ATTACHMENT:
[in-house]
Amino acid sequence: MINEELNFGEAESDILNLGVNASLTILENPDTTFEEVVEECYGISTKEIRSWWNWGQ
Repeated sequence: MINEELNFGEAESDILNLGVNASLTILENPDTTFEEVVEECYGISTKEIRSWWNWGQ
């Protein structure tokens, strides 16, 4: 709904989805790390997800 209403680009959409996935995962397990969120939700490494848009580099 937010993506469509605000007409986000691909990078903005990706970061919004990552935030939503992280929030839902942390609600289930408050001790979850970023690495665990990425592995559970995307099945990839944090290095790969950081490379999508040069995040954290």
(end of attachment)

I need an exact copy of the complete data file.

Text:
[in-house]
Amino acid sequence: MINEELNFGEAESDILNLGVNASLTILENPDTTFEEVVEECYGISTKEIRSWWNWGQ
Repeated sequence: MINEELNFGEAESDILNLGVNASLTILENPDTTFEEVVEECYGISTKEIRSWWNWGQ
């Protein structure tokens, strides 16, 4: 709904989805790390997800 209403680009959409996935995962397990969120939700490494848009580099 937010993506469509605000007409986000691909990078903005990706970061919004990552935030939503992280929030839902942390609600289930408050001790979850970023690495665990990425592995559970995307099945990839944090290095790969950081490379999508040069995040954290």